Source: Statistics Canada, Canadian Centre for Justice Statistics, Homicide Survey.

In addition, 82 homicides were committed by someone not known to the victim, an increase of 17% over 2008. The number of homicides committed by a stranger was also substantially higher than the previous 10 year average. In 2009, Alberta and Saskatchewan had the largest increases in homicides committed by strangers from the previous year. 

Slight increase in spousal homicides3

The rate of spousal homicide has generally been declining since the mid-1970s. In 2009, there were 65 spousal homicides, 3 more than the previous year. Despite this increase, spousal homicide rates in 2007, 2008 and 2009 were the lowest reported since the mid 1960's (Chart 10). There were four more female spousal homicide victims than in 2008 and two fewer male spousal homicide victims. There was also one more same-sex spousal homicide than in 2008.

In 2009, spousal homicide rates were lowest in Newfoundland and Labrador, Prince Edward Island, Nova Scotia and the Yukon. The highest rates were found in Nunavut, Northwest Territories, Manitoba, Saskatchewan and British Columbia.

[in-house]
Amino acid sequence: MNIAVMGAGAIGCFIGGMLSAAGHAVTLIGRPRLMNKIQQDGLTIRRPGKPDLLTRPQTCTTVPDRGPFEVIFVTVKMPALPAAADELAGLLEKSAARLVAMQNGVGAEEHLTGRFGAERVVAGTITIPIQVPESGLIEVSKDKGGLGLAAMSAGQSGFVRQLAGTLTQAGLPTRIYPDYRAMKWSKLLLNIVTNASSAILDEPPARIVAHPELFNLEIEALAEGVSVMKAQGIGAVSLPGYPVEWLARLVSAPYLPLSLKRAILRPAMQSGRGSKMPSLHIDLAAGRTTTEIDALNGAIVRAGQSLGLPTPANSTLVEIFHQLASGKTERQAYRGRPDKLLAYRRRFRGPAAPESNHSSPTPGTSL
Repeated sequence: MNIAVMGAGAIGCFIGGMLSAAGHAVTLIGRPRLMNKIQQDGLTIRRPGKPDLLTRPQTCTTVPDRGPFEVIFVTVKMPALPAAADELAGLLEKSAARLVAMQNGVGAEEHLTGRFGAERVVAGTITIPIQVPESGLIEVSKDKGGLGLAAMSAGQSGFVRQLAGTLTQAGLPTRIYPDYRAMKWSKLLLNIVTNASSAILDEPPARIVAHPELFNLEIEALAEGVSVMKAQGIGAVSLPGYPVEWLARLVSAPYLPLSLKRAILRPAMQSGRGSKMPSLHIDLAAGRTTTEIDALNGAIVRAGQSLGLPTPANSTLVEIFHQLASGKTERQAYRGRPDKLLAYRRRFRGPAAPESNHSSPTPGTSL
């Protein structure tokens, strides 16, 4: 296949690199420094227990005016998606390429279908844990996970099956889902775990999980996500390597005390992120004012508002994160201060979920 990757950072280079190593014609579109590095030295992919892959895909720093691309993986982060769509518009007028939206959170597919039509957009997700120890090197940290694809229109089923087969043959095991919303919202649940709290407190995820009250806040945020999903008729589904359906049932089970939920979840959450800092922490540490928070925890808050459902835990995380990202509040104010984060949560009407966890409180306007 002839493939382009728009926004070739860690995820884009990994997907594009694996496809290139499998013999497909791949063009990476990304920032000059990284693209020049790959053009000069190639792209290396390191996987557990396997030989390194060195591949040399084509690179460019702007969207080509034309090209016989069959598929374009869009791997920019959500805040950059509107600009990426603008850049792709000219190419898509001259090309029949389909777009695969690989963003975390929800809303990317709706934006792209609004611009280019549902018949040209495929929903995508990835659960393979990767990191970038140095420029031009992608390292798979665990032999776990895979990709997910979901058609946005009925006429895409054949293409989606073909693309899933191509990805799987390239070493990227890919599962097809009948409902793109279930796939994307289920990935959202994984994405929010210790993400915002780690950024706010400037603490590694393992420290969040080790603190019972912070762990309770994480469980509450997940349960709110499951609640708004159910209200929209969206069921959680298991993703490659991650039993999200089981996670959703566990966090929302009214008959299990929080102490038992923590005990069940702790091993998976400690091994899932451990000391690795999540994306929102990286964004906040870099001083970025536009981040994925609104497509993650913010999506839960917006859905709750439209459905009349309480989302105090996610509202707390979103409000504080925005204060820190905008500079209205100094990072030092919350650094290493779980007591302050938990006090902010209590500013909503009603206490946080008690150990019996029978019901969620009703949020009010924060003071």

Women continue to be about three times more likely to be victims of spousal homicide than men. In 2009, 49 women and 15 men were killed by a current or former spouse (excludes one same-sex spousal victim). Men were more likely to be killed by a common-law spouse, while women were more often killed by a legally-married spouse. Women also continue to be at greater risk than men of being killed by an ex-spouse. In 2009, 14 of 49 female spousal victims were killed by a separated or divorced spouse, compared to 2 of 15 male spousal victims (Table 8).

In addition to the 65 spousal homicides, there were 23 homicides committed by a current or former boyfriend/girlfriend or intimate partner in 2009, 4 fewer than the previous year. The majority of these victims (78%) were female.

Chart 10
Spousal homicide rate generally declining over the past 30 years

Description

Chart 10 Spousal homicide rate generally declining over the past 30 years

Note: Spouses include legally married, common-law, separated, and divorced persons age 15 years or older. Excludes same-sex spouses due to the unavailability of Census data on same-sex couples.